Actually Must See
Last Thursday night saw the end of an historic season for the institution formerly known as NBC Must-See TV: from last fall until this spring, NBC ran four strong comedies in a row: Community, Parks and Recreation, The Office, and 30 Rock, each with its own distinct style and point of view, not a Single Guy among them.
At the same time, a ratings free-fall—for major networks in general and NBC in particular—led to a side benefit: marginally rated shows that please a dedicated niche can survive for more than a few episodes, sometimes more than a few seasons. Depressed ratings allow the network to program shows that complement each other, rather than increasing pressure to capitalize on a big hit to launch more hits. In its heyday, Must-See TV attracted over 20 million viewers, which meant that the post-Seinfeld and post-Friends timeslots were given over to whatever high-concept drivel the execs were high on, creating a majestic trash heap of failed NBC ‘90s sitcoms, including Madman of the People, Veronica’s Closet, Suddenly Susan, Inside Schwartz, and Coupling.
The current line-up, though not labeled “must-see,” contains no such filler. Community kicked off the night on 20 May with its final freshman episode, “Pascal’s Triangle Revisited.” While calling back some bit players, it also revisited the relationship between charming cad Jeff Winger (Joel McHale) and fellow study-group member Britta (Gillian Jacobs). In doing so, it stumbled across many of its own flaws, as well as its considerable strengths.
At its worst, the show oscillates between two uncomfortable extremes. On one end, it loves meta jokes, usually spouted by pop-culture savant Abed (Danny Pudi), often about sitcom conventions, designed to flatter both the show’s writers (for winking) and the audience (for understanding how winking works). Yet it also indulges a sappy streak, requiring that at least 60% of episodes feature one or more characters acting selfishly before choosing the bonds of this makeshift study-group family. These dual instincts can be read as a kind of self-loathing, wanting to employ both snark and sentiment, convinced that the two will balance each other out. This was perfectly encapsulated in “Pascal’s Triangle Revisited” when Abed practiced touching goodbye lines while shutting off the lights to the study room, trying to “give things a finale vibe,” he explained, in a tiresome reiteration that this sitcom character has watched lots of other sitcoms.
In its better episodes, Community tells its story through endearing and wonderfully played characters, not references or lessons. This emerged when Jeff found himself torn between his will-they-or-won’t-they relationship Britta and his ex-girlfriend Slater (Lauren Stamile), only to wind up kissing Annie (Alison Brie) in the final moments, a turn subtly built up throughout the season, and enhanced by the performances of McHale, Brie, and Jacobs.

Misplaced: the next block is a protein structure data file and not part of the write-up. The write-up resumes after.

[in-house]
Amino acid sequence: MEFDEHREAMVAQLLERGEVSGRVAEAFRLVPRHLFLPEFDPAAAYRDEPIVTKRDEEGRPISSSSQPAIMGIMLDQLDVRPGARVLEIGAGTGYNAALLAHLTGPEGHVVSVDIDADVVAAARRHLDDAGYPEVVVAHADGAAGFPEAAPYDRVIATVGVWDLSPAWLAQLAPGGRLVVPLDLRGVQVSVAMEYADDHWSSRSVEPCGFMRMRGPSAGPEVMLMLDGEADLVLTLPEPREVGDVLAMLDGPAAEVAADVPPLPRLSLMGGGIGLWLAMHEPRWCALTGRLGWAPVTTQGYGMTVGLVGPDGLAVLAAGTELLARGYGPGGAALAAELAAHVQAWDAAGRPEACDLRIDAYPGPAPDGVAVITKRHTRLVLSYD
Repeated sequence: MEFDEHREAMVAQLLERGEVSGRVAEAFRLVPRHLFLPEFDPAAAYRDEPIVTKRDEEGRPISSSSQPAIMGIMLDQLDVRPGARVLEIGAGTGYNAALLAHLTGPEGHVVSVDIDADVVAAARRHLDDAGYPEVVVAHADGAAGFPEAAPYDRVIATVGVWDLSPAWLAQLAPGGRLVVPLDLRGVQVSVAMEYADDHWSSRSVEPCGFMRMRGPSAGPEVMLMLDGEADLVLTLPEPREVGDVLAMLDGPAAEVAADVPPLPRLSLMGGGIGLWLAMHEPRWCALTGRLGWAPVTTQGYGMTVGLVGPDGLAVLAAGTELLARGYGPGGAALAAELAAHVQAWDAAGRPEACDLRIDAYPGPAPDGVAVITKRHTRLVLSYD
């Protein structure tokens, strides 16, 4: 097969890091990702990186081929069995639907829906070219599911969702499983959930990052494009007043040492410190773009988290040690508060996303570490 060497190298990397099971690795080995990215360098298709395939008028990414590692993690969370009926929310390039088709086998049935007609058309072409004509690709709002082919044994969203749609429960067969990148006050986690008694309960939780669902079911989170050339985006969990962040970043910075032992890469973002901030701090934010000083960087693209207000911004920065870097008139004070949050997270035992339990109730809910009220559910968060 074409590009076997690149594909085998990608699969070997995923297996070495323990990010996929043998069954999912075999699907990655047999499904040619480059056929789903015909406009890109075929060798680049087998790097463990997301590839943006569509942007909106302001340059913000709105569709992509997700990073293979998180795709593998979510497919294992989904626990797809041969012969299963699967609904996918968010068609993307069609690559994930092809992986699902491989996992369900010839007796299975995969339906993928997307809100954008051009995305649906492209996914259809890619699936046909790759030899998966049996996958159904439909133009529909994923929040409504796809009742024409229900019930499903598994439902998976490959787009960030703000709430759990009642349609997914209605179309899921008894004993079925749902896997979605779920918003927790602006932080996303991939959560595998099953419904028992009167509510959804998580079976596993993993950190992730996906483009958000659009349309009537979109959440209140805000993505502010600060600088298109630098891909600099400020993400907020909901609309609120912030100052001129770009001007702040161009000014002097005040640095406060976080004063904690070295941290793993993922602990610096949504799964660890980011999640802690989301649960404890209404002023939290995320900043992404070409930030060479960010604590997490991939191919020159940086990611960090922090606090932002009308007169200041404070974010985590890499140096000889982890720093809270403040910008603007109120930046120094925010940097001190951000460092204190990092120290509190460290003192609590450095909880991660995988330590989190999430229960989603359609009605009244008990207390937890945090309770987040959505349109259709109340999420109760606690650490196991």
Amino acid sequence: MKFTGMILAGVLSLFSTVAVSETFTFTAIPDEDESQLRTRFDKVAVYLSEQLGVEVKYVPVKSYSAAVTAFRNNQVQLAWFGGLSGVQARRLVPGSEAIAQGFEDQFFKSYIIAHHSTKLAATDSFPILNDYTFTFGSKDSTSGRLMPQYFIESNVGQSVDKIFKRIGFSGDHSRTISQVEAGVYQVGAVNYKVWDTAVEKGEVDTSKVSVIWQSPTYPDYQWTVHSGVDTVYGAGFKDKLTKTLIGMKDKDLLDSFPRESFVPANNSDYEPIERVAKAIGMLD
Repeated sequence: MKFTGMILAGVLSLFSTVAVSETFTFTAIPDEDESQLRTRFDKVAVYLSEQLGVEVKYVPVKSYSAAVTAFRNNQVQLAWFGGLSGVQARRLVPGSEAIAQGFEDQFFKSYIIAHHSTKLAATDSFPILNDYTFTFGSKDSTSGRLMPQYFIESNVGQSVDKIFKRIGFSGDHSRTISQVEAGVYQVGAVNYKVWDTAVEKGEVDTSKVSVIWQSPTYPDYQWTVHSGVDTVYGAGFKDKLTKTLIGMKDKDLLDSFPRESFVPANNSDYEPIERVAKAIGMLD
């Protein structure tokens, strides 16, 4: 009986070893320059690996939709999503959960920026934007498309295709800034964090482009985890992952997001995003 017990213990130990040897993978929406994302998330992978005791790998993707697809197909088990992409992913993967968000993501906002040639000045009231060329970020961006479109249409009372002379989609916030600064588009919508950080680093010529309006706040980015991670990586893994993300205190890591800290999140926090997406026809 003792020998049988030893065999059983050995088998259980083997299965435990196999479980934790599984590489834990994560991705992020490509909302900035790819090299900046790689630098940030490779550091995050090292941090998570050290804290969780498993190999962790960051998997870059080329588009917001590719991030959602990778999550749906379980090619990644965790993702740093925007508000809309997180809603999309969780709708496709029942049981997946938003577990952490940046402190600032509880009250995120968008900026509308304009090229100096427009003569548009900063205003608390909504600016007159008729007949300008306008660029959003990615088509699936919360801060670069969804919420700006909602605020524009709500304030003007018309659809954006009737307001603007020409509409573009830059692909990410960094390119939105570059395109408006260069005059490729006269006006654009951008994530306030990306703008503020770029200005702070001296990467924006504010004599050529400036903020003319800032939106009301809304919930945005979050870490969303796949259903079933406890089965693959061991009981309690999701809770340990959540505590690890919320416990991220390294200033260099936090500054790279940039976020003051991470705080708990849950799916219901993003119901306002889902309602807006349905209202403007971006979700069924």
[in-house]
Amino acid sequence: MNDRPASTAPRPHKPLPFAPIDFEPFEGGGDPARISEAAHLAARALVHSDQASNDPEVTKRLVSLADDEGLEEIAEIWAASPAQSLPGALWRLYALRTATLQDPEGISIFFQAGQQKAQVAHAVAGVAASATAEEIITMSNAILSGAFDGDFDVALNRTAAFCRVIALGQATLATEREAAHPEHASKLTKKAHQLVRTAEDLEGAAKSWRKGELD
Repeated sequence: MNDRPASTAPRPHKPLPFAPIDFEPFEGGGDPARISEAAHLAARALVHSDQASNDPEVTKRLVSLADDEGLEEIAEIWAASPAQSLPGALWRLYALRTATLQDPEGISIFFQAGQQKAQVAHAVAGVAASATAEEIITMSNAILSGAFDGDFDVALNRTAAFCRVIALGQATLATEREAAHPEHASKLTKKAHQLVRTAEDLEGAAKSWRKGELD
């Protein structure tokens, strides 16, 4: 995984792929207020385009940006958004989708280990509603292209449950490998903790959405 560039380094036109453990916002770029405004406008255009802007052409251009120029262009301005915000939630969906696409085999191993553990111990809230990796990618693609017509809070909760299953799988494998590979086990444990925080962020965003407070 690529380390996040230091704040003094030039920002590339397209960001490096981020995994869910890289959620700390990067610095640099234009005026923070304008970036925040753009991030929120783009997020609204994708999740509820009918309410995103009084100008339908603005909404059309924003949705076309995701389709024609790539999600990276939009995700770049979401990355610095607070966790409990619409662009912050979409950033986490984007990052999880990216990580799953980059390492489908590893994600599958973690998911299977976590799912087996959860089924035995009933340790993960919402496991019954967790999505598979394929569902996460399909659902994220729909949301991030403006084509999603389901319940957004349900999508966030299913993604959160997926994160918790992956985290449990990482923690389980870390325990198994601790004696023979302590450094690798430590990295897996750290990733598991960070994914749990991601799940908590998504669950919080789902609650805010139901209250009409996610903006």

In fact, three-quarters of NBC’s Thursday sitcoms dealt with some combination of a love triangle or a will-they-or-won’t-they relationship. In doing so, the lineup reflected how much has changed on the TV comedy landscape: the model is no longer the drawn-out, on-and-off courtship of Ross and Rachel from Friends (name-checked, of course, on several past Community episodes), but rather the less soapy evolution of Jim and Pam from The Office, a show that rebuilt the idea of ongoing romantic tension, and then dared to let its couple live happily ever after as the show continued.
Parks and Recreation is the most direct stylistic descendent of The Office, coming from the same core creative team and employing the same faux-documentary style. In its second season, it blossomed from an amusing offshoot to the funniest, most humane half-hour on television. It also found an unexpected love triangle between intern-turned-assistant April (Aubrey Plaza), boy-man screw-up Andy (Chris Pratt), and Andy’s ex-girlfriend Ann (Rashida Jones). Their tensions came to a head with “Freddy Spaghetti,” but in the background, as Pawnee, Indiana suffered a budget crisis that shut down the local government, much to the frustration of go-getter Leslie (Amy Poehler) and the delight of her anti-government boss Ron (Nick Offerman). With this cliffhanger, Parks has solidified Pawnee as the most vivid and hilarious fictional town since The Simpsons’ Springfield.